High-Desert Paradise-Part I
Posted on January 7, 2014
High-Desert Paradise-Part I
When it comes to big mulie bucks and remote country, nothing tops a hunt to Arizona’s Strip district.
By Dick Tone
Part of the lure of hunting in Arizona is the diverse terrain and the number of different species that are available to hunt in this state. Getting a tag to hunt, however, is more and more difficult to do. The population increase and its encroachment on the land has forced the Arizona Game and Fish Department to limit the number of permits available.
Choosing the animal you want to hunt and the area or unit number becomes more and more difficult each year, but one of the areas that has always held a special place in my heart has been the Arizona Strip District.
When you cross the Colorado River on the Navajo Bridge just south of Lee’s Ferry there is a large sign on your right that says “Welcome to the Arizona Strip District.” This area encompasses everything north of the Colorado River all the way to the Utah border, and includes the hunt units 12A, 12B, 13A and 13B. Some of the more notable areas are the Kaibab Plateau, Saddle Mountain, House Rock Valley, the Buckskin Mountains, Mount Trumble and Mount Logan.
This a vast area with tremendous amounts of space for animals to reside has not seen the effects of human encroachment. There are no housing projects, no golf courses, no large towns and a limited number of forest service roads. In other words, the animals have not changed their patterns for hundreds of years.
This entire area has produced some of the finest mule deer hunting in the world. The Kaibab Plateau has been known for its wide-racked non-typical monsters that hunters dream about. Every year for as long as I can remember, some lucky hunter shows up with another one of these majestic animals on the cover of a hunting magazine. Photos of quality bucks from all of these hunting units show up on the internet and in stories every year. Some years the antler growth is better than others, but it is almost inevitable that some bow hunter or rifle hunter will manage to find that huge buck.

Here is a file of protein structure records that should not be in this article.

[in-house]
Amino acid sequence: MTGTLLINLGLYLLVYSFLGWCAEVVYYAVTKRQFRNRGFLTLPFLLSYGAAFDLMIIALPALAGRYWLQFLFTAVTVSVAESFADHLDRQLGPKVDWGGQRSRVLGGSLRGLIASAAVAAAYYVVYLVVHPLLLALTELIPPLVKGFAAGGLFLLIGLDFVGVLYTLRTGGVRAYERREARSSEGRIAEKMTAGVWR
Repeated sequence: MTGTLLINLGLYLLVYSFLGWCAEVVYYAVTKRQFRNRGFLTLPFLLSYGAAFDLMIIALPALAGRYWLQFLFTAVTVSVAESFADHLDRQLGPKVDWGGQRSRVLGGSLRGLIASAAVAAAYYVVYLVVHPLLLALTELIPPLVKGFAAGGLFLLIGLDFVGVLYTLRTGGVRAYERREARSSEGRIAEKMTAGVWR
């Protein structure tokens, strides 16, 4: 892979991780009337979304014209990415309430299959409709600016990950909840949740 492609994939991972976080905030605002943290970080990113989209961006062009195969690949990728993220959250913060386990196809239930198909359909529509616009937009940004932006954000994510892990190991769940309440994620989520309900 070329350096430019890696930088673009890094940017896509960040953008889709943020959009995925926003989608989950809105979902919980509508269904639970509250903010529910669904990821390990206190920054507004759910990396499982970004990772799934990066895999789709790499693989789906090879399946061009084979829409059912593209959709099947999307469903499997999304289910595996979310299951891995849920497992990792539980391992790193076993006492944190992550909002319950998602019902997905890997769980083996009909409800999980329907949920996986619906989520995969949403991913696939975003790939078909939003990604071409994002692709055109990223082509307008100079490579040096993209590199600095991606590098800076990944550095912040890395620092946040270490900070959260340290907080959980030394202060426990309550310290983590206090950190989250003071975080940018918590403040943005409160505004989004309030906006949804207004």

My first experience of hunting the Kaibab was in the early 1950s. I turned 12 years old the day after the rifle season opened and purchased my first hunting license at Jacob Lake so that I could hunt the next day. Armed with a lever action .30-30 it was not difficult to harvest my first mule deer during that hunt. This area became a special place for me and continues to be that one place that I love to visit even if I don’t have a tag.
Waiting for the information on draw results from the Arizona Game and Fish Department is always an exciting time but also a little on the stressful side. As usual, my results were “Not Drawn.” Most of my hunting buddies had the same results, and I was relegated to another year of finding an over-the-counter tag that I could try to fill.
One of my friends, however, had some great news. It came via text message from Jody Davis, an ex-Chicago Cubs catcher: “Holy Toledo—I drew a strip tag!” My response was pure excitement with a little jealousy mixed in. As it turned out, both he and his girlfriend, Jamie, had drawn a strip tag and neither one of them had ever harvested a mule deer.
Neither Jody nor Jamie had any idea what lay ahead and how much planning and preparation would be needed to hunt the unit they had drawn. Their unit bordered Mt. Trumble and is accessible by travelling over 60 miles down a dirt road that can sometimes be impassable. It was not an area that could be scouted over a weekend unless you lived in Kanab, Utah, or Fredonia, Ariz. We were going to need help if the hunt was to be successful.
Guides and Supplies
A handful of guides work the strip looking for monster mule deer and guiding clients during the archery and rifle hunts. One of the best is Tory Brock. Tory lives in Kanab and spends countless hours each year checking more than 200 trail cameras and flying hundreds of hours in his ultralight plane just looking for one or two big deer. Tory usually works with the auction hunters each year but is so knowledgeable about the area that other guides always seek him out for information.
Kip Fattaleh is a good friend of Tory’s and a friend of mine. Kip has guided up on the strip for almost 30 years and knows the territory like the back of his hand.
As it turned out, Richie Hogan (another very good guide) had the same tag as Jody and Jamie, and Kip would be up on the strip helping him. Kip invited us to join the camp and said he would be happy to point us in the right direction to get us started. Because I had hunted the area in 2010 I did know a little, but only enough to scratch the surface. We would be very happy to take any advice that Kip, Richie or Tory had to offer.